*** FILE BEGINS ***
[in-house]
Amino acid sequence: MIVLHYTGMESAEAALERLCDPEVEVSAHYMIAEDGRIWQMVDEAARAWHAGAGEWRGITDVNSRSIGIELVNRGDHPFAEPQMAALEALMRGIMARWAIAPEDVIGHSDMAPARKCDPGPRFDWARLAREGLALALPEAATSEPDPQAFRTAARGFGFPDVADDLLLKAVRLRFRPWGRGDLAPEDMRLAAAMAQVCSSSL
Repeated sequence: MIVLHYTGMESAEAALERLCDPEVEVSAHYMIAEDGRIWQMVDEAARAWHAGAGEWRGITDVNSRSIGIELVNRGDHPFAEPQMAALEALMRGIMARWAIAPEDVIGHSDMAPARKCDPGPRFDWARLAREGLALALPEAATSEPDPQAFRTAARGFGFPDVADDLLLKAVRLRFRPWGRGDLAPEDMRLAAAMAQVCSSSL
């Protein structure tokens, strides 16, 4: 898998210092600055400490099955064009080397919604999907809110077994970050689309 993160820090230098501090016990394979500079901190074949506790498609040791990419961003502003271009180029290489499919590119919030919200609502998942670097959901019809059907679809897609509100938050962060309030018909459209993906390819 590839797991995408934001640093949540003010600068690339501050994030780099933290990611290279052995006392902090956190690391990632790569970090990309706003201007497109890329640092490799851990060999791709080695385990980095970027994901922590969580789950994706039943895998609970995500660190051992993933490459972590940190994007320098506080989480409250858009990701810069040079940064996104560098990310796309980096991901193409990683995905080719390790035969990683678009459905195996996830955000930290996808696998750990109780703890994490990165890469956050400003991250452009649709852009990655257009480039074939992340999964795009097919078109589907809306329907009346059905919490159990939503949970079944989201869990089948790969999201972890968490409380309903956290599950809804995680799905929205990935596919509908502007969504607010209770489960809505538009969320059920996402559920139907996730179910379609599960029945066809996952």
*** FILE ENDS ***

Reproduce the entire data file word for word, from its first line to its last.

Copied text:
[in-house]
Amino acid sequence: MIVLHYTGMESAEAALERLCDPEVEVSAHYMIAEDGRIWQMVDEAARAWHAGAGEWRGITDVNSRSIGIELVNRGDHPFAEPQMAALEALMRGIMARWAIAPEDVIGHSDMAPARKCDPGPRFDWARLAREGLALALPEAATSEPDPQAFRTAARGFGFPDVADDLLLKAVRLRFRPWGRGDLAPEDMRLAAAMAQVCSSSL
Repeated sequence: MIVLHYTGMESAEAALERLCDPEVEVSAHYMIAEDGRIWQMVDEAARAWHAGAGEWRGITDVNSRSIGIELVNRGDHPFAEPQMAALEALMRGIMARWAIAPEDVIGHSDMAPARKCDPGPRFDWARLAREGLALALPEAATSEPDPQAFRTAARGFGFPDVADDLLLKAVRLRFRPWGRGDLAPEDMRLAAAMAQVCSSSL
């Protein structure tokens, strides 16, 4: 898998210092600055400490099955064009080397919604999907809110077994970050689309 993160820090230098501090016990394979500079901190074949506790498609040791990419961003502003271009180029290489499919590119919030919200609502998942670097959901019809059907679809897609509100938050962060309030018909459209993906390819 590839797991995408934001640093949540003010600068690339501050994030780099933290990611290279052995006392902090956190690391990632790569970090990309706003201007497109890329640092490799851990060999791709080695385990980095970027994901922590969580789950994706039943895998609970995500660190051992993933490459972590940190994007320098506080989480409250858009990701810069040079940064996104560098990310796309980096991901193409990683995905080719390790035969990683678009459905195996996830955000930290996808696998750990109780703890994490990165890469956050400003991250452009649709852009990655257009480039074939992340999964795009097919078109589907809306329907009346059905919490159990939503949970079944989201869990089948790969999201972890968490409380309903956290599950809804995680799905929205990935596919509908502007969504607010209770489960809505538009969320059920996402559920139907996730179910379609599960029945066809996952």